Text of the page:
When Is Mortgage Insurance Required?

PMI is required on conventional loans if the loan to value ratio is greater than 80%. MIP (Mortgage Insurance Premium) is required on all FHA loans.

What Is Mortgage Insurance?
If you’re making a down payment of less than 20% on a home, it’s important to understand what mortgage insurance is and how it works. Private mortgage insurance (PMI) isn’t just for people who can’t afford a 20% down payment. It’s also for people who don’t want to put down 20%, so they have more cash on hand for repairs, remodeling, furnishings, and emergencies.

What Is PMI?

If the concept of buying insurance on your mortgage sounds a little odd, you’re probably a newcomer to buying property or never put down a small down payment. Most lenders require PMI when a home buyer makes a down payment of less than 20% of the home’s purchase price – or, in mortgage-speak, the mortgage’s loan-to-value (LTV) ratio is in excess of 80% (the higher the LTV ratio, the higher the risk profile of the mortgage). And unlike most types of insurance, the policy protects the lender’s investment in the home, not yours. On the other hand, PMI makes it possible for people to become homeowners sooner.

PMI allows borrowers to obtain financing if they can only afford (or prefer) to put down just 5% to 19.99% of the residence’s cost, but it comes with additional monthly costs. Borrowers pay their PMI until they have accumulated enough equity in the home that the lender no longer considers them high-risk.

PMI costs can range from 0.25% to 2% (but typically run about 0.25 to 1%) of your loan balance per year, depending on the size of the down payment and mortgage, the loan term and your credit score. The greater your risk factors, the higher the rate you pay. Also, because PMI is a percentage of the loan amount, the more you borrow, the more PMI you’ll pay.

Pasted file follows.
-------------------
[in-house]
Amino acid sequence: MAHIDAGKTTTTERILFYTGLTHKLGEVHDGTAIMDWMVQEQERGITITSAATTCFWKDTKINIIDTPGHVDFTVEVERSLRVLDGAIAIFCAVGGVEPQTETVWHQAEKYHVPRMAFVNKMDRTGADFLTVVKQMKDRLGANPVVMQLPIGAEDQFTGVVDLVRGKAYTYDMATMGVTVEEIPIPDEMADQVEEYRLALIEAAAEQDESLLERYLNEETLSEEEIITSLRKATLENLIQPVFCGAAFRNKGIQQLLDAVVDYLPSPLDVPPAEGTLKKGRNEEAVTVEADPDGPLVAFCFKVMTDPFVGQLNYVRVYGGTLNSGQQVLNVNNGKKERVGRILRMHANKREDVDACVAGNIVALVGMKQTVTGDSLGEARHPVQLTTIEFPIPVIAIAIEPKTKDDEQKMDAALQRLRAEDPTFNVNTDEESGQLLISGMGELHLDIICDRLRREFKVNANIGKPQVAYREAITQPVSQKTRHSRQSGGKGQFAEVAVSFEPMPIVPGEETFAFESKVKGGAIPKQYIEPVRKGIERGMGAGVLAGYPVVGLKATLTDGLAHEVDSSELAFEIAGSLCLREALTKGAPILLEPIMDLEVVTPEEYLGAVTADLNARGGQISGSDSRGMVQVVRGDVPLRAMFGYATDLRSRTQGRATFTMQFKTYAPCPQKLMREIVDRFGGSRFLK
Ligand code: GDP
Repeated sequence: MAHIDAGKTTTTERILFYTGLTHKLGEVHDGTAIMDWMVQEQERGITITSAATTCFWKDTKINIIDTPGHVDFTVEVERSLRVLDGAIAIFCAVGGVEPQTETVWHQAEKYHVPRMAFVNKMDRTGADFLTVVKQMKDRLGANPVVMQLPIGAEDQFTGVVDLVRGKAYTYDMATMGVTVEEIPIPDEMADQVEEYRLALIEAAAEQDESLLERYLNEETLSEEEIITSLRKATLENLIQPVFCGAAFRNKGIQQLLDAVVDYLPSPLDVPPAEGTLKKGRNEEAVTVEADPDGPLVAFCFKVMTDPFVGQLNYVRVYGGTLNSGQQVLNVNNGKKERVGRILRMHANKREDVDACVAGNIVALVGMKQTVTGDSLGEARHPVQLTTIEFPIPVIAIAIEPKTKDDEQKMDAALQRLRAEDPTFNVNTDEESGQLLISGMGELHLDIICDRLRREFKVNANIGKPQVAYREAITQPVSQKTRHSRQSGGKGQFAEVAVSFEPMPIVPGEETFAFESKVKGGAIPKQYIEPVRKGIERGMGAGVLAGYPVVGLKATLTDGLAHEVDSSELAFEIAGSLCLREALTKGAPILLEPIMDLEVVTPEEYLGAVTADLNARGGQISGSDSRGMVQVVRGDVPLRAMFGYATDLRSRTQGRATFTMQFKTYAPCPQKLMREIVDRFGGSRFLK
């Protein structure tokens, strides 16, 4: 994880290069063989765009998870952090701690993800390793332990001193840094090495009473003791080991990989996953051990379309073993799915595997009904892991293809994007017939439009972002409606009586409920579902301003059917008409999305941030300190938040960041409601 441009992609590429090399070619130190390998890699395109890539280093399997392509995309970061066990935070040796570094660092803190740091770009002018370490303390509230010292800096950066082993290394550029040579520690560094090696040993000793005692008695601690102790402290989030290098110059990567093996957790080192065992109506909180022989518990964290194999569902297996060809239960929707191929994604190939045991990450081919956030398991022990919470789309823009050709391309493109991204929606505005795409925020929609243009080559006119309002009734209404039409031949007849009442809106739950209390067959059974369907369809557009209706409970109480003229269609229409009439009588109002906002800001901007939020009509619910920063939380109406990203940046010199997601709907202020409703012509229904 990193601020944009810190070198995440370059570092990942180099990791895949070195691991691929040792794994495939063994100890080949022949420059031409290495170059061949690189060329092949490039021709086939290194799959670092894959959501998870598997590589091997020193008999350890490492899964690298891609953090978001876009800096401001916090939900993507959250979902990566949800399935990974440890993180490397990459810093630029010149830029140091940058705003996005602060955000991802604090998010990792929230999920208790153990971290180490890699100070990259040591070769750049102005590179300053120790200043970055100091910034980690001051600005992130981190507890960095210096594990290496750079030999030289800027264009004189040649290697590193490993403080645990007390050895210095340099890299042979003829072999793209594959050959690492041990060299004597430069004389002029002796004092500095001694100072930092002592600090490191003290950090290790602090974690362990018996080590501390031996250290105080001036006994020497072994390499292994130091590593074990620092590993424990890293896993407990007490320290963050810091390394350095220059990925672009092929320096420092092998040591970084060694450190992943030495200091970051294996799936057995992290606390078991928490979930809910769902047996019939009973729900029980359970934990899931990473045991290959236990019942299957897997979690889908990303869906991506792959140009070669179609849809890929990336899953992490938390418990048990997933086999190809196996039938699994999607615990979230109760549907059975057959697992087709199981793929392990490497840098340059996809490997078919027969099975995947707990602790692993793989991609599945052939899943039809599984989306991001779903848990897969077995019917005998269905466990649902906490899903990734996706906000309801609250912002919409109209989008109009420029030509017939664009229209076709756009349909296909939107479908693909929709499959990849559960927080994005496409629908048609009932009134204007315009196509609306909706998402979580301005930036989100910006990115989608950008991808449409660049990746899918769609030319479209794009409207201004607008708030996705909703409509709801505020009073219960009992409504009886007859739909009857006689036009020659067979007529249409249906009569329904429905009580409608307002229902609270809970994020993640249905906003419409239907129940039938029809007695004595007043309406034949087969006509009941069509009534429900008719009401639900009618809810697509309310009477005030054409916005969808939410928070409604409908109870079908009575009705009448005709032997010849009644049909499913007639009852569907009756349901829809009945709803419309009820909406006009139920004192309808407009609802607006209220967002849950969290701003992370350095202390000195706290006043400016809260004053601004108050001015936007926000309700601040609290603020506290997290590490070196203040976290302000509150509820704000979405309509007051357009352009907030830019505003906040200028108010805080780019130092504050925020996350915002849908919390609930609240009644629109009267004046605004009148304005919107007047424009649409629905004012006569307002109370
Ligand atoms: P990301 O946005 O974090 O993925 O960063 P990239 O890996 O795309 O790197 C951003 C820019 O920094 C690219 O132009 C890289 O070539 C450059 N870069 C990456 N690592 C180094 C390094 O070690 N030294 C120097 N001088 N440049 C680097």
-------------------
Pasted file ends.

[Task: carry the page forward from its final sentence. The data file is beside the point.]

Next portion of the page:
How Long Do You Carry PMI?

On a conventional loan, the borrower can request that monthly mortgage insurance payments be eliminated once the loan-to-value ratio drops below 80%. Once the mortgage’s LTV ratio drops to 78% – meaning your down payment, plus the loan principal you’ve paid off, equals 22% of the home’s purchase price – the lender must automatically cancel PMI as required by the federal Homeowners Protection Act, even if your home’s market value has gone down (as long as you’re current on your mortgage).

For an FHA loans greater than 90% LTV MIP stays on for the life of the loan, If less than 90% LTV MIPis required for the first 11 years.

Conclusion

Mortgage insurance costs borrowers money, but it enables them to become homeowners sooner by reducing the risk to financial institutions of issuing mortgages to people with small down payments. You might find it worthwhile to pay mortgage insurance premiums if you want to own a home sooner rather than later for lifestyle or affordability reasons. Adding to the reasons for doing this: Premiums can be canceled once your home equity reaches 80% if you’re paying monthly PMI or split-premium mortgage insurance.

Call New Dwelling Mortgage to further discuss if a loan with PMI is right for you!